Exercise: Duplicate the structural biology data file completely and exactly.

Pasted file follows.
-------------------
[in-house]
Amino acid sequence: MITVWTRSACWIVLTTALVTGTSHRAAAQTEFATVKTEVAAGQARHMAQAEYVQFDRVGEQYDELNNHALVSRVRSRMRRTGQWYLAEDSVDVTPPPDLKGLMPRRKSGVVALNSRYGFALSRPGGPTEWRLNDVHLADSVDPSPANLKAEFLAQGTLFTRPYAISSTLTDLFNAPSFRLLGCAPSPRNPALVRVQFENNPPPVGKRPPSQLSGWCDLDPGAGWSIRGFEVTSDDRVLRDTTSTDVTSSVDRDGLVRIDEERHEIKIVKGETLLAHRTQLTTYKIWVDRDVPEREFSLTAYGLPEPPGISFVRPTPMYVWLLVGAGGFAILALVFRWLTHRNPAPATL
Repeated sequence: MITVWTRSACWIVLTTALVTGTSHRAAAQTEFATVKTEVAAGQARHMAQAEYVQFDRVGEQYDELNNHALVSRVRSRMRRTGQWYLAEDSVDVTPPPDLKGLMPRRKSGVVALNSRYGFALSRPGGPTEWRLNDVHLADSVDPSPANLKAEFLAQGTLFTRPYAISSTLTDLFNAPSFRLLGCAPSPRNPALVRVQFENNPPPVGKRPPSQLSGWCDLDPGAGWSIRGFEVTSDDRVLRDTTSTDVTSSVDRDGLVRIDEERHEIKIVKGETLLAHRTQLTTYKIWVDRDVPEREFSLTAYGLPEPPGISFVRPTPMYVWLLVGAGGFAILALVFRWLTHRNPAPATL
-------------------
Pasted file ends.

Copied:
[in-house]
Amino acid sequence: MITVWTRSACWIVLTTALVTGTSHRAAAQTEFATVKTEVAAGQARHMAQAEYVQFDRVGEQYDELNNHALVSRVRSRMRRTGQWYLAEDSVDVTPPPDLKGLMPRRKSGVVALNSRYGFALSRPGGPTEWRLNDVHLADSVDPSPANLKAEFLAQGTLFTRPYAISSTLTDLFNAPSFRLLGCAPSPRNPALVRVQFENNPPPVGKRPPSQLSGWCDLDPGAGWSIRGFEVTSDDRVLRDTTSTDVTSSVDRDGLVRIDEERHEIKIVKGETLLAHRTQLTTYKIWVDRDVPEREFSLTAYGLPEPPGISFVRPTPMYVWLLVGAGGFAILALVFRWLTHRNPAPATL
Repeated sequence: MITVWTRSACWIVLTTALVTGTSHRAAAQTEFATVKTEVAAGQARHMAQAEYVQFDRVGEQYDELNNHALVSRVRSRMRRTGQWYLAEDSVDVTPPPDLKGLMPRRKSGVVALNSRYGFALSRPGGPTEWRLNDVHLADSVDPSPANLKAEFLAQGTLFTRPYAISSTLTDLFNAPSFRLLGCAPSPRNPALVRVQFENNPPPVGKRPPSQLSGWCDLDPGAGWSIRGFEVTSDDRVLRDTTSTDVTSSVDRDGLVRIDEERHEIKIVKGETLLAHRTQLTTYKIWVDRDVPEREFSLTAYGLPEPPGISFVRPTPMYVWLLVGAGGFAILALVFRWLTHRNPAPATL